Siddharth V Patwardhan

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WordNet::Similarity is a freely available software package that makes it possible to measure the semantic similarity and relatedness between a pair of concepts (or synsets). It provides six measures of similarity, and three measures of relatedness, all of which are based on the lexical database WordNet. These measures are implemented as Perl modules which(More)
Vancouver, October 2005. OpinionFinder: A system for subjectivity analysis Theresa Wilson‡, Paul Hoffmann‡, Swapna Somasundaran†, Jason Kessler†, Janyce Wiebe†‡, Yejin Choi§, Claire Cardie§, Ellen Riloff∗, Siddharth Patwardhan∗ ‡Intelligent Systems Program, University of Pittsburgh, Pittsburgh, PA 15260 †Department of Computer Science, University of(More)
Measures of semantic similarity between concepts are widely used in Natural Language Processing. In this article, we show how six existing domain-independent measures can be adapted to the biomedical domain. These measures were originally based on WordNet, an English lexical database of concepts and relations. In this research, we adapt these measures to(More)
In this paper, we introduce a WordNetbased measure of semantic relatedness by combining the structure and content of WordNet with co–occurrence information derived from raw text. We use the co–occurrence information along with the WordNet definitions to build gloss vectors corresponding to each concept in WordNet. Numeric scores of relatedness are assigned(More)
Recent systems have been developed for sentiment classification, opinion recognition, and opinion analysis (e.g., detecting polarity and strength). We pursue another aspect of opinion analysis: identifying the sources of opinions, emotions, and sentiments. We view this problem as an information extraction task and adopt a hybrid approach that combines(More)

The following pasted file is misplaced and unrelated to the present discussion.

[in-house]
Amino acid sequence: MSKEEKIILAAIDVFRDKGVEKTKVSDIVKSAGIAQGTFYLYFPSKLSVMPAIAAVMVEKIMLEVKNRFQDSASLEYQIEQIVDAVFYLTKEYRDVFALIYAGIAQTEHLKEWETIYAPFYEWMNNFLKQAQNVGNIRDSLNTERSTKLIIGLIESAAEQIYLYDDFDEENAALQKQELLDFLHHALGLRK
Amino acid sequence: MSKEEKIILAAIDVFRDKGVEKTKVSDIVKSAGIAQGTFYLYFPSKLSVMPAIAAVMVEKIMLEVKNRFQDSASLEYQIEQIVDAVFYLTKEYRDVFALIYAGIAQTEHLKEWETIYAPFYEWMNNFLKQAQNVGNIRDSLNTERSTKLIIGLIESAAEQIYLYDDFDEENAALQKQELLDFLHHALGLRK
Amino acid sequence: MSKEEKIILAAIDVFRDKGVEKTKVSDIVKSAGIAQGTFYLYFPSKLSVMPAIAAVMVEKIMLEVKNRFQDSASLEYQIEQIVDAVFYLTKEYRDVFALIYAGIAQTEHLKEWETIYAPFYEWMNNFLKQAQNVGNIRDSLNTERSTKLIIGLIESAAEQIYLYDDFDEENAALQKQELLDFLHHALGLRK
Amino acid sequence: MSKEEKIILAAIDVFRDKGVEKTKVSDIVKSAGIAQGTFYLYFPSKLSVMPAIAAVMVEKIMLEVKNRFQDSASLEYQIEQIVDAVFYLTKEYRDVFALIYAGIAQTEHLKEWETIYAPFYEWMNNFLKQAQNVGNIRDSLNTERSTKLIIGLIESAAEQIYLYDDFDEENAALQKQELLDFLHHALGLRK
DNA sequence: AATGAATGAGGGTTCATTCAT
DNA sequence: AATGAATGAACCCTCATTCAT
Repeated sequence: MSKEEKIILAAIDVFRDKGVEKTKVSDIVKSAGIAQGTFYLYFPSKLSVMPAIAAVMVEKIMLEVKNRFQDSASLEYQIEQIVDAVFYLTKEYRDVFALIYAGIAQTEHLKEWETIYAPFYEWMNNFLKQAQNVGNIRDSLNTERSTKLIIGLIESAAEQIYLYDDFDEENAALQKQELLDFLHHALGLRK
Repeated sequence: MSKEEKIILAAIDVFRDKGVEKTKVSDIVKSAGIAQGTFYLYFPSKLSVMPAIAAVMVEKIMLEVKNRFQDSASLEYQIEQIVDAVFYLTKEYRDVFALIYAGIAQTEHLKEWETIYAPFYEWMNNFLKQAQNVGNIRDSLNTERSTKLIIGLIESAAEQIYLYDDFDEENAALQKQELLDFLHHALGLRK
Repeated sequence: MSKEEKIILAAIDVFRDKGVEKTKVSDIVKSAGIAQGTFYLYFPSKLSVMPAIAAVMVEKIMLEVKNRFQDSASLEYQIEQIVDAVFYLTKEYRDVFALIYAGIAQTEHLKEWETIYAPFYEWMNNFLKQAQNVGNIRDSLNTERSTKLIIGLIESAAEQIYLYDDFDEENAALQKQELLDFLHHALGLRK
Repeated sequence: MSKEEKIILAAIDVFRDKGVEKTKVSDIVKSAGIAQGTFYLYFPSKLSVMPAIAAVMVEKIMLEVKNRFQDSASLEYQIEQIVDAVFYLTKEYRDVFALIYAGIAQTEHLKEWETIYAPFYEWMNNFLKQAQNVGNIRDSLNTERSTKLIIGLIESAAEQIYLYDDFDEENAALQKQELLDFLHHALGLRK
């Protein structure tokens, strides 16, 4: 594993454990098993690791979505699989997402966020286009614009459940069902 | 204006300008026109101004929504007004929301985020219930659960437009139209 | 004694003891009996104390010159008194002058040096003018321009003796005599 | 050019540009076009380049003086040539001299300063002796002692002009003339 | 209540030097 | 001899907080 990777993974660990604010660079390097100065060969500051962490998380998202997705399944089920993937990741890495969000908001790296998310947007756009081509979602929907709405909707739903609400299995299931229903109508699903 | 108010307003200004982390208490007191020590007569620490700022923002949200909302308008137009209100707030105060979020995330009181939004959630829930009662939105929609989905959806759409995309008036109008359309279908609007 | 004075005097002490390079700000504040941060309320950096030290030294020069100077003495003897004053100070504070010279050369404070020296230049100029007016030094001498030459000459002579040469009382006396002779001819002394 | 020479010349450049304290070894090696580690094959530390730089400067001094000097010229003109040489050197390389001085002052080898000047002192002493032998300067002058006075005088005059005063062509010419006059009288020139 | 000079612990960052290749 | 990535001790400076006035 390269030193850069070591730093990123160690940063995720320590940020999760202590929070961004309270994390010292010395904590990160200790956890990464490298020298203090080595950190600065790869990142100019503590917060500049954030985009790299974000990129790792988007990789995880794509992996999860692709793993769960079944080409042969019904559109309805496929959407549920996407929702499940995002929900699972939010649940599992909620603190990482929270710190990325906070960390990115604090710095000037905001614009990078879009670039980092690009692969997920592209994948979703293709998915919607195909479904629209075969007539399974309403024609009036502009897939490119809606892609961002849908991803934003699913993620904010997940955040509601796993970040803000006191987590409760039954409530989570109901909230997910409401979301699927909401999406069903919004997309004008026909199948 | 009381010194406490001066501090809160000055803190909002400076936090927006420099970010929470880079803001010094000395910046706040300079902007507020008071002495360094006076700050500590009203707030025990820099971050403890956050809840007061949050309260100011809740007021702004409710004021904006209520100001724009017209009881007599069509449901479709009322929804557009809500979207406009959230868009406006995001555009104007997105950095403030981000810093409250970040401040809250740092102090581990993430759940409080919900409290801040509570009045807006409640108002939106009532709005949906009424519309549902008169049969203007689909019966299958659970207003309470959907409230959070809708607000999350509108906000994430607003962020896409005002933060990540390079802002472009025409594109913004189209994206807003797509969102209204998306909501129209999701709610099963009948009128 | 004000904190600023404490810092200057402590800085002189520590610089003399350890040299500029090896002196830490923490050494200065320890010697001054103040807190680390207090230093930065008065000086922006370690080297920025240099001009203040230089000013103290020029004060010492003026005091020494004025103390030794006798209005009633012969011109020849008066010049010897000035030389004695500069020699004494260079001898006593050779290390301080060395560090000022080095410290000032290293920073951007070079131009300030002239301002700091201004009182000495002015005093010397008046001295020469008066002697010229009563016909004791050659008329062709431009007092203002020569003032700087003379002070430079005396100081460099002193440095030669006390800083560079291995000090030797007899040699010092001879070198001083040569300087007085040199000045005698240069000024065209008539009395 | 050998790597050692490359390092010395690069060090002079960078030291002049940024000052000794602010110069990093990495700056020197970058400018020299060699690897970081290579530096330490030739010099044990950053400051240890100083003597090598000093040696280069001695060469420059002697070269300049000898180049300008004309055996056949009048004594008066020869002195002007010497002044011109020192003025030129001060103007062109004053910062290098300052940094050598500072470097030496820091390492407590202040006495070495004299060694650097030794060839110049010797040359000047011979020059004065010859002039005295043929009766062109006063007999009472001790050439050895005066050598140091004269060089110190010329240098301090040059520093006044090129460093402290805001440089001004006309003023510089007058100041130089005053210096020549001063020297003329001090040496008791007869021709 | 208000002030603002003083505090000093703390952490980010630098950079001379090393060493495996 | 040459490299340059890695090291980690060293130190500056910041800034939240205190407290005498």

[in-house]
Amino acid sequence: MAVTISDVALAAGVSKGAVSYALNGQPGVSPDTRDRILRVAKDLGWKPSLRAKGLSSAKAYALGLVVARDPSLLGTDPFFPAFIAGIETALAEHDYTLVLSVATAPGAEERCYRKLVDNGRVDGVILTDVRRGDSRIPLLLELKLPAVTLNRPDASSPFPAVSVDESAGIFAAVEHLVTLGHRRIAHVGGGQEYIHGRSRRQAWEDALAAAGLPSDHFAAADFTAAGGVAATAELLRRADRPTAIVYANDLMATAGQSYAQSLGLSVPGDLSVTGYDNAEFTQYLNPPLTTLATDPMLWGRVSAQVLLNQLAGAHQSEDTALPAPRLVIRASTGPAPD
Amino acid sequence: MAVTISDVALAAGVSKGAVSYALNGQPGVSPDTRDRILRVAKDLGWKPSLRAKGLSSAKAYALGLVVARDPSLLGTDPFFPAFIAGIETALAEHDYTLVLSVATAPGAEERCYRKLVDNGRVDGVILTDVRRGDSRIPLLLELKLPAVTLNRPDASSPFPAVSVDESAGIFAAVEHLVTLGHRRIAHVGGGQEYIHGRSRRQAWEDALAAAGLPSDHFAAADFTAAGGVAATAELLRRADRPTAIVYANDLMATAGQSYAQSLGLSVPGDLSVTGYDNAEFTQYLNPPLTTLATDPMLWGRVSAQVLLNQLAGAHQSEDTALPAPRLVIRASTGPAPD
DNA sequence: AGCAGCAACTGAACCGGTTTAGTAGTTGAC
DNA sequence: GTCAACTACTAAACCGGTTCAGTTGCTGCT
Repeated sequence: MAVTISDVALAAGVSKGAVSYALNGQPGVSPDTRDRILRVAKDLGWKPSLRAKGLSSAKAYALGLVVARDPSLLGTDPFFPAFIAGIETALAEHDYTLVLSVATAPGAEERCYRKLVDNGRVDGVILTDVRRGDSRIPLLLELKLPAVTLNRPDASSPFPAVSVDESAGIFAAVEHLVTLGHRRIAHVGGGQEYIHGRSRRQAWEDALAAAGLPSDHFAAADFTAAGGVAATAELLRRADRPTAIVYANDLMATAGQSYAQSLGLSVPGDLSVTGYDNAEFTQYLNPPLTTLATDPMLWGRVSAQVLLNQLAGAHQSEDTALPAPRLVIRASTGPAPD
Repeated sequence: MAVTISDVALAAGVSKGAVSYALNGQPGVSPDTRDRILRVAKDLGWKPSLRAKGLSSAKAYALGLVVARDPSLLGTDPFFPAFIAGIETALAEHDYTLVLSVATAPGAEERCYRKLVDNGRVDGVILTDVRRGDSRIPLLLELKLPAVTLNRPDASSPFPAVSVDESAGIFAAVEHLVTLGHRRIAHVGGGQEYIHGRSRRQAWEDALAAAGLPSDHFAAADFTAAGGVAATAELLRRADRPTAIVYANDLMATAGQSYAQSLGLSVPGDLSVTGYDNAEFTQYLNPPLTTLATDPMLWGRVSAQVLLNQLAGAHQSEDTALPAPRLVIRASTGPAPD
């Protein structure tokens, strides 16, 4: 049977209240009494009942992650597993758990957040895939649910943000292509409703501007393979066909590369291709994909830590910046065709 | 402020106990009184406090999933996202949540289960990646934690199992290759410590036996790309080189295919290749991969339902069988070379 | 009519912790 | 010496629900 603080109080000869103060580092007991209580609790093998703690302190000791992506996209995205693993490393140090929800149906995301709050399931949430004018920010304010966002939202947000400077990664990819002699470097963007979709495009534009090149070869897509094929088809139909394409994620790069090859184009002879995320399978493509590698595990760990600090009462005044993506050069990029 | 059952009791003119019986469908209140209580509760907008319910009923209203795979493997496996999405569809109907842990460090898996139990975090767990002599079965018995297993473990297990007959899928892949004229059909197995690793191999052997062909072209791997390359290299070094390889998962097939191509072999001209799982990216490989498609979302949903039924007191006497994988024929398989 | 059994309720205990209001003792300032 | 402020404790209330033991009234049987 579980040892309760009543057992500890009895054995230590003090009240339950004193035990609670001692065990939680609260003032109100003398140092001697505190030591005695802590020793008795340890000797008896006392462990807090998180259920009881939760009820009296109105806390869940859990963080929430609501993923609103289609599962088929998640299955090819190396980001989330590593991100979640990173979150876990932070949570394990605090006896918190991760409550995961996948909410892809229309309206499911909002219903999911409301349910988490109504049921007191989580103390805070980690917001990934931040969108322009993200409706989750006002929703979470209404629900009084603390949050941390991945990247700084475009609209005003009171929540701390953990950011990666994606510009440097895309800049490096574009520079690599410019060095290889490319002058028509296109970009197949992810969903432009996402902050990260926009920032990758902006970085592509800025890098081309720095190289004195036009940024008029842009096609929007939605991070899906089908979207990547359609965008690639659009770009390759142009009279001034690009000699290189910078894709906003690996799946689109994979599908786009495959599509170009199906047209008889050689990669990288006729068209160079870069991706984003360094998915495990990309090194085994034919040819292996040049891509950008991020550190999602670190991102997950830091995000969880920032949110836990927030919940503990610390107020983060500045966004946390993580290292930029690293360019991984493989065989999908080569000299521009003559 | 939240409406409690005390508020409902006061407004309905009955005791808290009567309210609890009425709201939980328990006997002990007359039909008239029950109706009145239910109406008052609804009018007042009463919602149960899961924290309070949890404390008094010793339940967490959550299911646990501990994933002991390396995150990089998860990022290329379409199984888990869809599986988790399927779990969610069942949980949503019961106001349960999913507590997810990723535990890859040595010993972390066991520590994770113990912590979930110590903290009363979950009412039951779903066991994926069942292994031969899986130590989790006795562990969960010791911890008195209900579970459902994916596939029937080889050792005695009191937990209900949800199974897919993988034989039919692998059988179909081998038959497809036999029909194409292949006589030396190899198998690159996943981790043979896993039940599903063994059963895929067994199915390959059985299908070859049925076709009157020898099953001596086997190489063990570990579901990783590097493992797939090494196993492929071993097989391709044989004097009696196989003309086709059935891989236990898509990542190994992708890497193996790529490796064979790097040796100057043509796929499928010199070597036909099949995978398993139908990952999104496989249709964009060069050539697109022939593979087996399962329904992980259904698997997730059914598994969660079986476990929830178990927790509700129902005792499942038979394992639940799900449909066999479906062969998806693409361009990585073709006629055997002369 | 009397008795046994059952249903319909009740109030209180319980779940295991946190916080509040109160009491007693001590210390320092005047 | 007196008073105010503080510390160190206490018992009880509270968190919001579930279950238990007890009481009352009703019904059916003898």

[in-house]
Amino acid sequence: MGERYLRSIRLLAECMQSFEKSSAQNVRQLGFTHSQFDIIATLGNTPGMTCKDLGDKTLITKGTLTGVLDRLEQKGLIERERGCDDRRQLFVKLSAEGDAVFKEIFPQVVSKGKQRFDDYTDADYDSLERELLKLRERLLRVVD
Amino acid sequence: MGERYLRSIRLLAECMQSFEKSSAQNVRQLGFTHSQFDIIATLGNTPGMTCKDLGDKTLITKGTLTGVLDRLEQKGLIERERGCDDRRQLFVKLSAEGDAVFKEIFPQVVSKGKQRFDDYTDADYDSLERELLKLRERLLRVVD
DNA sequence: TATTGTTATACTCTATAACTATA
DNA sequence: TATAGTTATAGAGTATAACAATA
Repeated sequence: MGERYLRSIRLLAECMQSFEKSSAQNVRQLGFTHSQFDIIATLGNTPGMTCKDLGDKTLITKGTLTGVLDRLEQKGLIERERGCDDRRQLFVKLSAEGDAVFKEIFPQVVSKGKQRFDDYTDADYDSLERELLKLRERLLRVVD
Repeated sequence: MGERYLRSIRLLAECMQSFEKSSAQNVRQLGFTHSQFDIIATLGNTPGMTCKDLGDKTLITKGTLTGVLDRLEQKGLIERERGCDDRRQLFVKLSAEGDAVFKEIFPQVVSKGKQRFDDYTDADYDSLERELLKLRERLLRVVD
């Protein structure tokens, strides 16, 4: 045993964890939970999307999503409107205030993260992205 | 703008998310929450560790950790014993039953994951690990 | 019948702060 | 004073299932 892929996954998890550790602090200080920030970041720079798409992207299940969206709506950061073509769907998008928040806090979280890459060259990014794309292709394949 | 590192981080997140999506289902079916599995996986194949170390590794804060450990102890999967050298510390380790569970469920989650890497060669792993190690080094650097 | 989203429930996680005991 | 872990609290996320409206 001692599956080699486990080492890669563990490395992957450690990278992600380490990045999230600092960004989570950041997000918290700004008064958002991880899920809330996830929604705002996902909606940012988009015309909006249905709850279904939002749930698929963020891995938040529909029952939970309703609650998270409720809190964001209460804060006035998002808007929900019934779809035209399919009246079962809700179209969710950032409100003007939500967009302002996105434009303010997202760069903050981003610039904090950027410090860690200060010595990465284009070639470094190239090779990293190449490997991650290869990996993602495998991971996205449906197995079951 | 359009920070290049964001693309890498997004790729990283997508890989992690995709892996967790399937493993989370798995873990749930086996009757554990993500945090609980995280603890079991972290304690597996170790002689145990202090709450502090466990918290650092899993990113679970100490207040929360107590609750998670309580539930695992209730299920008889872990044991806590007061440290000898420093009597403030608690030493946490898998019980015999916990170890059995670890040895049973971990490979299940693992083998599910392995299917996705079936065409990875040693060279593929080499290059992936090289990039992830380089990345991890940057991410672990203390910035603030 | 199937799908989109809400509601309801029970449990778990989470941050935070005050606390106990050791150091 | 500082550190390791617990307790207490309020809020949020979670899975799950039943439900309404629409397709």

This article presents a method of word sense disambiguation that assigns a target word the sense that is most related to the senses of its neighboring words. We explore the use of measures of similarity and relatedness that are based on finding paths in a concept network, information content derived from a large corpus, and word sense glosses. We observe(More)
Humans are able to judge the relatedness of words (concepts) relatively easily, and are often in general agreement as to how related two words are. For example, few would disagree that “pencil” is more related to “paper” than it is to “boat”. Miller and Charles (1991) attribute this human perception of relatedness to the overlap of contextual(More)
We provide the first extensive evaluation of how using different types of context to learn skip-gram word embeddings affects performance on a wide range of intrinsic and extrinsic NLP tasks. Our results suggest that while intrinsic tasks tend to exhibit a clear preference to particular types of contexts and higher dimensionality, more careful tuning is(More)